Horrifying. Terrifying. The Act of Killing provides a glimpse into the mind of a seemingly brainwashed patriot. The unique perspective of people who have committed terrible atrocities was very disturbing and raw. I had no idea what I was getting myself into when watched this film; but prepare yourself for reflection if you choose to watch it. You will be forced to take a long, hard look at your neighbors.
A strong and not typical documentary, spliced with surreal psycho-moments to build a macabre atmosphere. A very strong ending, which shows the director breaking through his hero's psychological defense mechanism and coming to terms with the horror that has been committed. A film for the future.
Having seen a Look of Silence first I couldn't help feeling dissapointed watching this. The act of Killing is still compelling and as an idea it's incredible and revolutionary. Killing is more concentrated on an individual psychology of a mass murder and his understanding of it. Silence was more multifaceted and looked at the broader societal impact...it was also cinematically while being politically driven.
Very unnerving. I felt sick from start to finish, I couldn't believe how openly most of the killers spoke about what had happened with no remorse for their actions, some even proud and boastful. Unfortunately you can rewrite the perspective of history if you come out of it the 'winner'.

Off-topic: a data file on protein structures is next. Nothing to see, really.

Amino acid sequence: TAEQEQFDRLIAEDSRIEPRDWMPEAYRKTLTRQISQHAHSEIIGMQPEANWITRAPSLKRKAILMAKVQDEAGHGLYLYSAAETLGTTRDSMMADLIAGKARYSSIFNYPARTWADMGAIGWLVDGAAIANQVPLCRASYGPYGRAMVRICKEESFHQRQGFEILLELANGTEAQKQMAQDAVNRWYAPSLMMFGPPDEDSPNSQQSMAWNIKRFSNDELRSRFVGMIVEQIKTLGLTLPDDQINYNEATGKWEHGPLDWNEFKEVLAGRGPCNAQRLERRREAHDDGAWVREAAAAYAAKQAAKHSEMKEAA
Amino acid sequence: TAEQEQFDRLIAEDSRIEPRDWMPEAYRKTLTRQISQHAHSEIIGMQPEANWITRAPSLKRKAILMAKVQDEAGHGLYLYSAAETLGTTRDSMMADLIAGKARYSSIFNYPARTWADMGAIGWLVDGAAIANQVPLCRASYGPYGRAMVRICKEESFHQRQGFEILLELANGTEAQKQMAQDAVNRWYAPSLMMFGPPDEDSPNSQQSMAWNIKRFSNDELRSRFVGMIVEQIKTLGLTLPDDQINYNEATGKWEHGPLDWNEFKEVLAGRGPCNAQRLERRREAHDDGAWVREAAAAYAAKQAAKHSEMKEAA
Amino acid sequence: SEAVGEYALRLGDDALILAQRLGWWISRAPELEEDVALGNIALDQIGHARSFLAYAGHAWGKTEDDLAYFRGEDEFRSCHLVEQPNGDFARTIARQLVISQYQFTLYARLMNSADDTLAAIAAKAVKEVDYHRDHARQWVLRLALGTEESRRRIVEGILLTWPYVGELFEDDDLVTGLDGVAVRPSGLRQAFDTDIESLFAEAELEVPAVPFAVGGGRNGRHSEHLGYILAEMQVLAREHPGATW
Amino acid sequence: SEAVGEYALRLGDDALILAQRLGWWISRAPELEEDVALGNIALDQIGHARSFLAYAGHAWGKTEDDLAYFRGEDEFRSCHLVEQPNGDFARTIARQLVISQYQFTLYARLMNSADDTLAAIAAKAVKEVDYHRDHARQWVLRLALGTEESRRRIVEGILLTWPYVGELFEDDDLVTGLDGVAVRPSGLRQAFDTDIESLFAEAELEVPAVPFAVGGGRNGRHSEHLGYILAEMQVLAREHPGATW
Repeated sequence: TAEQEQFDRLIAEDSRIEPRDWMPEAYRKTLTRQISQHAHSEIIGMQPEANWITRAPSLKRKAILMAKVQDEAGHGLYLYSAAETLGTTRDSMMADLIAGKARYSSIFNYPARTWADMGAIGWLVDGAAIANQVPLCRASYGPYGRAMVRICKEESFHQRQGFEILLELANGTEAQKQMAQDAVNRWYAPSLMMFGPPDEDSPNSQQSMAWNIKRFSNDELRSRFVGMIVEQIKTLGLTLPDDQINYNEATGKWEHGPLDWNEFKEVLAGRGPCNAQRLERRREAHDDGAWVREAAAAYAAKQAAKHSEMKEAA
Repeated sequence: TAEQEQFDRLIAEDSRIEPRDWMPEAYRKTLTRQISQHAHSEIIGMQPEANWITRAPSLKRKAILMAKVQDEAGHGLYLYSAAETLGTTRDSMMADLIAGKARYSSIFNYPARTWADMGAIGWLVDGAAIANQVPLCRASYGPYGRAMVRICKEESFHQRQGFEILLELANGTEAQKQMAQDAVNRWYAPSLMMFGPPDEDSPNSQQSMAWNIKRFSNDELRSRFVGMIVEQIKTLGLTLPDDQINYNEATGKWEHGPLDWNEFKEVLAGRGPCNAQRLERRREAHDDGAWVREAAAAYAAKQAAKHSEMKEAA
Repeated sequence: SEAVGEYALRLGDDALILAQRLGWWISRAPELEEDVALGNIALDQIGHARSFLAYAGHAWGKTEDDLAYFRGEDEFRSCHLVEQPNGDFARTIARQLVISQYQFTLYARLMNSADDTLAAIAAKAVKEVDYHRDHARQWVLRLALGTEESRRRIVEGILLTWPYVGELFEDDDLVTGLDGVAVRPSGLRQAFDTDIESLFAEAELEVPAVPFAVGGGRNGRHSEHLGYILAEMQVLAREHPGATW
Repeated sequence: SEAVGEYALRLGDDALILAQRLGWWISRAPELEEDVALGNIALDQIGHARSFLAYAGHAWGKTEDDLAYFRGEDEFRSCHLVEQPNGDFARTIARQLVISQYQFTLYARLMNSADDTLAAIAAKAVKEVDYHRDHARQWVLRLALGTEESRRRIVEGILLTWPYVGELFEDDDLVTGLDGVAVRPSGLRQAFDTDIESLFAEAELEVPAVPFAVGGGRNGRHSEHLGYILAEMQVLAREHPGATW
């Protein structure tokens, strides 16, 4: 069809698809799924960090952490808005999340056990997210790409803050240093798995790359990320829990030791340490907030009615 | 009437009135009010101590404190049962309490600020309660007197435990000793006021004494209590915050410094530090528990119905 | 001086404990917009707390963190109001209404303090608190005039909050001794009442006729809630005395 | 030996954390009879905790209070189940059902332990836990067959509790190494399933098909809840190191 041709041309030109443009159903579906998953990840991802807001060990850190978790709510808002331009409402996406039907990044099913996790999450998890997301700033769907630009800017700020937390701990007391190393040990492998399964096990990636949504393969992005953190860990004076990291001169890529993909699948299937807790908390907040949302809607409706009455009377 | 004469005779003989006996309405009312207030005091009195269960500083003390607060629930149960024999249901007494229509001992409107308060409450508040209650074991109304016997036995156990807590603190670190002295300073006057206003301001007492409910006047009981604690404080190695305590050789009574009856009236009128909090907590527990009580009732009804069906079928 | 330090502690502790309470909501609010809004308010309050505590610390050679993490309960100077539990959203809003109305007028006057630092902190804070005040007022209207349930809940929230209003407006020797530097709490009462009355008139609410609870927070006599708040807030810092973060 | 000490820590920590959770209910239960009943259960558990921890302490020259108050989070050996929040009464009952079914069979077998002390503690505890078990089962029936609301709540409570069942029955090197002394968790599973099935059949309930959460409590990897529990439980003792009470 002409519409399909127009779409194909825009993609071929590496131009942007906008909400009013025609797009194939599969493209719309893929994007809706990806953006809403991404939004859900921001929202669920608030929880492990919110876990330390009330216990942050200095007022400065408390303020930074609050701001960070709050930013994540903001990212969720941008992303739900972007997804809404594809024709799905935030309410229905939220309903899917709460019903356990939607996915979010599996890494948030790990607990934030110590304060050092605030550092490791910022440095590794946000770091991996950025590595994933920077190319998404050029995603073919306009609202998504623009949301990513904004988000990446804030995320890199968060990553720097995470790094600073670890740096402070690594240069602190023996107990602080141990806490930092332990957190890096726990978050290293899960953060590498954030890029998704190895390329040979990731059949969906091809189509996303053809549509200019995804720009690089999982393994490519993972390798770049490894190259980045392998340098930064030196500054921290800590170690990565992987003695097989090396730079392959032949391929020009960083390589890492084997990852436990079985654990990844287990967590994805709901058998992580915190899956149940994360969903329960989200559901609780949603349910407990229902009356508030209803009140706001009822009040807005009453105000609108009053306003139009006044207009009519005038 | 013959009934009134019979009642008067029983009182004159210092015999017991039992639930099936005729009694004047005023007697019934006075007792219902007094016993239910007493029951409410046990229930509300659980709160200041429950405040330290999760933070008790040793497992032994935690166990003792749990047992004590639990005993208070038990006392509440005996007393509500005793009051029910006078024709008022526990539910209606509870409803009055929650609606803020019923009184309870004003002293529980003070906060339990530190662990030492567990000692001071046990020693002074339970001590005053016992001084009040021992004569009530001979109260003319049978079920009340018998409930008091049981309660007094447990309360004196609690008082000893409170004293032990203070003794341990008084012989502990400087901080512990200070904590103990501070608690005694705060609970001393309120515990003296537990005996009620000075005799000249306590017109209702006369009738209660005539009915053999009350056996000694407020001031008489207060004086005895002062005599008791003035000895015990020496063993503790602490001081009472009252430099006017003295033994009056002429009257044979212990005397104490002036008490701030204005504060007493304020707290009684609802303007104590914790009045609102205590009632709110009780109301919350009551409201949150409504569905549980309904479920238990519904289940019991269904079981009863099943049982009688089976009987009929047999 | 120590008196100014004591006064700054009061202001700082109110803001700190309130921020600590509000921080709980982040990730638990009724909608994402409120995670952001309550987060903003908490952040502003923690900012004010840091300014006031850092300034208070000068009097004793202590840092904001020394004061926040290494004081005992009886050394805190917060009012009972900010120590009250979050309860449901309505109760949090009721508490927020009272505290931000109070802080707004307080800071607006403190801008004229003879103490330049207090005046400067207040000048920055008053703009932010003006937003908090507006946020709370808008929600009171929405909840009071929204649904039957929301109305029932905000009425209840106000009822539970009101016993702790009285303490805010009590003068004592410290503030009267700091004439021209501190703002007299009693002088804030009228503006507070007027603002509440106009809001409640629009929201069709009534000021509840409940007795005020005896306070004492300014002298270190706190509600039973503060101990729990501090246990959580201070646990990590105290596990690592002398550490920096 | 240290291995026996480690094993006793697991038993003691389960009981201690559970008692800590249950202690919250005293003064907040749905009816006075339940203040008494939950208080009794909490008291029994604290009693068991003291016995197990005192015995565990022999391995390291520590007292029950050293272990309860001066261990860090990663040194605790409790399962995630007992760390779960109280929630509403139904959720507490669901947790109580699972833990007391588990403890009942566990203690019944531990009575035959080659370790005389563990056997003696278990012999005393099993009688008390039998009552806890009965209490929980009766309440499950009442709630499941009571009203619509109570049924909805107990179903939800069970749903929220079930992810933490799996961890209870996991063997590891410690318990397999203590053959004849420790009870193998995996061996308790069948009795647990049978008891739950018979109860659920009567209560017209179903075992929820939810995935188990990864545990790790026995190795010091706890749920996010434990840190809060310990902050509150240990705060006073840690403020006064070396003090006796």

Hugely imaginative, and if it brings more awareness to these crimes, then great, but the actual film is somewhat tasteless, and in focusing so much on the killers, almost diminishes the crime somewhat, by denying the victims an equal voice. Yes, they are made to look worse, but it becomes a slightly self satisfied film about them, not the victims. Oppenheimer is a great formalist, but a somewhat troubling one.
"I did this to so many people, Josh. Is it all coming back to me?" Oppenheimer's jawdropping film raises such complex questions about evil, guilt, culpability, empathy, voyeurism, remorse, humanity, war, PTSD, groupthink, ego, morality, free will, psychology, psychopathy, sociology, tribalism, nationalism - and even documentary film making itself - that it's almost impossible to take it all in after a single viewing.